Do you have confusion about my talking collision algorithm?

No; its just about the name "charactersToAdd".

 


Dialogue mode activation requires a bounding box collision because it is the only approach I can think of and test for the main character being close enough to talk to the npc.

I have nothing to contradict. I just say that collision can be checked without the background of conversation, i.e. the collision detection sub-system itself need not (and should not) know about conversation at all.

 


Ah! A Talk instance! I never thought of that. A Dialogue instance? That is interesting. I will see if I can change it to that. Right now my Dialogue is just an enum with two states: ISRUNNING and ISNOTRUNNING.

What I meant by those 2 classes is this: An instance of Dialogue is a game asset like a texture or mesh. It holds what can be said by whom and under what conditions, and what effects take place (i.e. item exchange). An instance of Talk, on the other hand, is a runtime thing. Its existence shows that one or more characters are currently talking (i.e. they do gossip or they process a Dialogue) or have talked about something. It stores who participates, where inside a Dialogue the talk currently is, and similar things.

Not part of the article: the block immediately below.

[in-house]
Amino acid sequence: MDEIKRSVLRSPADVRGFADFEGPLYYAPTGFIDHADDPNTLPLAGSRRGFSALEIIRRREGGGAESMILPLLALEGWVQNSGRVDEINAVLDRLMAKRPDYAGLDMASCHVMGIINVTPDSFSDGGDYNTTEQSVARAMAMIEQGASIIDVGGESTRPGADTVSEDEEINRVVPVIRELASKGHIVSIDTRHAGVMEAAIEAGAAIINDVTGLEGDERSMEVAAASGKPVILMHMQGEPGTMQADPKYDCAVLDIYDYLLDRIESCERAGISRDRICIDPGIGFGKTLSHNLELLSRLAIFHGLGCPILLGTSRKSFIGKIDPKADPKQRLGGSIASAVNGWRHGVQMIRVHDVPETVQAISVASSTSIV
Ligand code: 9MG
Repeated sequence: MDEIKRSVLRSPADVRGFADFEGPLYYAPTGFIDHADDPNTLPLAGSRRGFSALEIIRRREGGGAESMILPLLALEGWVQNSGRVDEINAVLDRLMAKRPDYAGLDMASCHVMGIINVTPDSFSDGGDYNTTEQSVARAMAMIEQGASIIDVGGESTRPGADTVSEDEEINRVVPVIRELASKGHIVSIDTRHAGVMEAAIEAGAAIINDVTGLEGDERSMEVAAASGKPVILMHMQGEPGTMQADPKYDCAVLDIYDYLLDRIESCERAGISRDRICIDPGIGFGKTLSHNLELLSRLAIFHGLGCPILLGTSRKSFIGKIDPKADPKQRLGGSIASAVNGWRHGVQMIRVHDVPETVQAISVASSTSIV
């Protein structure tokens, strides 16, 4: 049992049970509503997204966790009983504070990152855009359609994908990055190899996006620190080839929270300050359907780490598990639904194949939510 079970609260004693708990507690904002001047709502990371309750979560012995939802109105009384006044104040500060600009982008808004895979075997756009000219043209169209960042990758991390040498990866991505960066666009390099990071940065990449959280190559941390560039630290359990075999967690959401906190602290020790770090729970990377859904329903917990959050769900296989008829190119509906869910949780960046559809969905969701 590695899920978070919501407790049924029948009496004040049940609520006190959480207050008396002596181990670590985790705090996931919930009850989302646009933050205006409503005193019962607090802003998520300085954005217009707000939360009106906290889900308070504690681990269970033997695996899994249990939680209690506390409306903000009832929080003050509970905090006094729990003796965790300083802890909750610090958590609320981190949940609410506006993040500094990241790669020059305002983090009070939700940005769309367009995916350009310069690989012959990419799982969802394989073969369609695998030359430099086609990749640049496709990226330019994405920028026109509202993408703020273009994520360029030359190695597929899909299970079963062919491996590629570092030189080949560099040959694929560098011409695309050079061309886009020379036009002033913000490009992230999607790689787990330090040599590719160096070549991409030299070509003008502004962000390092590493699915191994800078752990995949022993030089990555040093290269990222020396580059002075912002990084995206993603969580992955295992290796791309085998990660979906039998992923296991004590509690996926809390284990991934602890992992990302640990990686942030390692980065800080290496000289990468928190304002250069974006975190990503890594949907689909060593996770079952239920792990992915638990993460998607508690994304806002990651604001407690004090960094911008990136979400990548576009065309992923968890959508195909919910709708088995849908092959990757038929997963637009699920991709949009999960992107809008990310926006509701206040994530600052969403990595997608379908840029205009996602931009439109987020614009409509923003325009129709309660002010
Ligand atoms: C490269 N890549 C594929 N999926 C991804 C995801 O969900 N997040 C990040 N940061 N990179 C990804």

What do you mean by data driven mechanism?

It means that processing is controlled by the data coming with the game entities, not with the code belonging to classes (uh, well, thereabout). For example, let Item be a game entity that can be utilized by a character. Let us say there is an Item that is defined to be a pillow (the graphical representation shows this). However, the level designer has given the pillow a damage value of 10. So the pillow has become a weapon. Your code is not prepared to know that a pillow can be used as weapon, but this is okay because your code knows that a damage value gather than 0 means that the item can be used as weapon.